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Thread: Photons in flight

  1. #1 Photons in flight 
    Forum Bachelors Degree PetTastic's Avatar
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    As intergalactic space expands with the universe, photons take longer to travel between galaxies. The average flight time is in the billions of years as the chance of hitting anything decreases as the universe expands.
    This would seem to be a net transfer of energy from matter to intergalactic space as the universe ages.

    Could this in someway be linked to dark energy?


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  3. #2 Re: Photons in flight 
    Moderator Moderator Janus's Avatar
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    Quote Originally Posted by PetTastic
    As intergalactic space expands with the universe, photons take longer to travel between galaxies. The average flight time is in the billions of years as the chance of hitting anything decreases as the universe expands.
    This would seem to be a net transfer of energy from matter to intergalactic space as the universe ages.

    Could this in someway be linked to dark energy?
    In a word, no.


    "Men are apt to mistake the strength of their feelings for the strength of their argument.
    The heated mind resents the chill touch & relentless scrutiny of logic"-W.E. Gladstone


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    Forum Bachelors Degree PetTastic's Avatar
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    It is interesting to think that, almost all of the energy that has ever been created from matter since the big bang, is now in the form of photons in inter-galactic space.
    Very little got converted back into matter. The rest got or will get re-radiated into space.
    If the universe ever contracted again, all of these photons would start to hit matter again, warming the universe up a bit!
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    Eddington back in 1926 quoted a temperature of 3.K for interstellar space based on "starlight" alone, from these photons.

    Dark energy was made up to explain an apparent increase in speed of expansion several billion years ago, so a fairly sudden event rather than a progressive effect like photons.
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    Quote Originally Posted by PetTastic
    It is interesting to think that, almost all of the energy that has ever been created from matter since the big bang, is now in the form of photons in inter-galactic space.
    Very little got converted back into matter. The rest got or will get re-radiated into space.
    If the universe ever contracted again, all of these photons would start to hit matter again, warming the universe up a bit!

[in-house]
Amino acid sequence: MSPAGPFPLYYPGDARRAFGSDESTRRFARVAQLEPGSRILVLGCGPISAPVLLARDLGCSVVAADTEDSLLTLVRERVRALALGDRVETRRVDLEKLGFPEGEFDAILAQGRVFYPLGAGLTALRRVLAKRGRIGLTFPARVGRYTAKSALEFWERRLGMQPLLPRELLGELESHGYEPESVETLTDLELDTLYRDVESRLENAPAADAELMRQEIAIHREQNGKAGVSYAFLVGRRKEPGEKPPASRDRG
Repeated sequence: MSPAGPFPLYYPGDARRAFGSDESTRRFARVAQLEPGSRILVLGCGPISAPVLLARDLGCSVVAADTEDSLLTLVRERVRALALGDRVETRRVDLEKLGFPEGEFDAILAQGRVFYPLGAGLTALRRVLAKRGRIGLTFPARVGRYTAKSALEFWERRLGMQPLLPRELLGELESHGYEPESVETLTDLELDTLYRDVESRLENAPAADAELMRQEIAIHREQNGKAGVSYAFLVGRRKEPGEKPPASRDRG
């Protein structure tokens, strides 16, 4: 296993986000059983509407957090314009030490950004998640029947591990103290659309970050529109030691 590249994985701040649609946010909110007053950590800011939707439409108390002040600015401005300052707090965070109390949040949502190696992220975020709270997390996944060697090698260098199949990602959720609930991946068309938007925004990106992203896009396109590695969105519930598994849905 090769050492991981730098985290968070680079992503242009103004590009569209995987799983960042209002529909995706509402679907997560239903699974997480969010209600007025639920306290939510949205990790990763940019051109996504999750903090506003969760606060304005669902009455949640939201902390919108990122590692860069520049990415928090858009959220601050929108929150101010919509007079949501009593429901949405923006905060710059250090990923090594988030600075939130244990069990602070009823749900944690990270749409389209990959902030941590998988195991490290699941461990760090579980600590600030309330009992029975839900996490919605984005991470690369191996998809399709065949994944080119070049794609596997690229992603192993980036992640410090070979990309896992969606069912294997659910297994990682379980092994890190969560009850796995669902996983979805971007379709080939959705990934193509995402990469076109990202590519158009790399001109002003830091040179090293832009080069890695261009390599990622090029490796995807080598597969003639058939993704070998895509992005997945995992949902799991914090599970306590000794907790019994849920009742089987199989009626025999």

There's no evidence that blackholes can compress "SPACE". If the universe could contract, we would be able to observe it around blackholes. (and surrounding galaxies near blackholes even with considerable light year distances)

    Since the expansion of SPACE, involves the "CREATION OF SPACE", unless we could prove that DARKMATTER can DUPLICATE OR REGENERATE. There's no real basis for theories involving the expansion of space or its contraction.

    Other then our misunderstandings of the PHOTON. The PHOTON is our only means of determing if "SPACE" is expanding or contracting. According to modern science that is. So our understanding of te PHOTON has given us these conclusions, what if our understanding of the PHOTON is WRONG?

    I never ruled out the possibility of SPACE FLUXUATING, but SPACE FLUXUATING and SPACE EXPANSION/CONTRACTION are not the same practical concepts.

    EDIT

    A PHOTON can only interact with substances containing MASS. Substances which do not contain mass, a photon would be unable to interact with. For example some expressions of DARKMATTER, could contain no mass at all, but some relational gravity force.

    Hot Dark Matter (HDM), Warm Dark Matter (WDM), and Cold Dark Matter (CDM); some combination of these is also possible. The most widely discussed models for nonbaryonic dark matter are based on the Cold Dark Matter hypothesis, and the corresponding particle is most commonly assumed to be a neutralino. Hot dark matter might consist of (massive) neutrinos. Cold dark matter would lead to a "bottom-up" formation of structure in the universe while hot dark matter would result in a "top-down" formation scenario
    Its like describing a cut of HOT COFFEE. Cold coffee is not really coffee, but its distinguishable by its other 2 parent expressions. technically.
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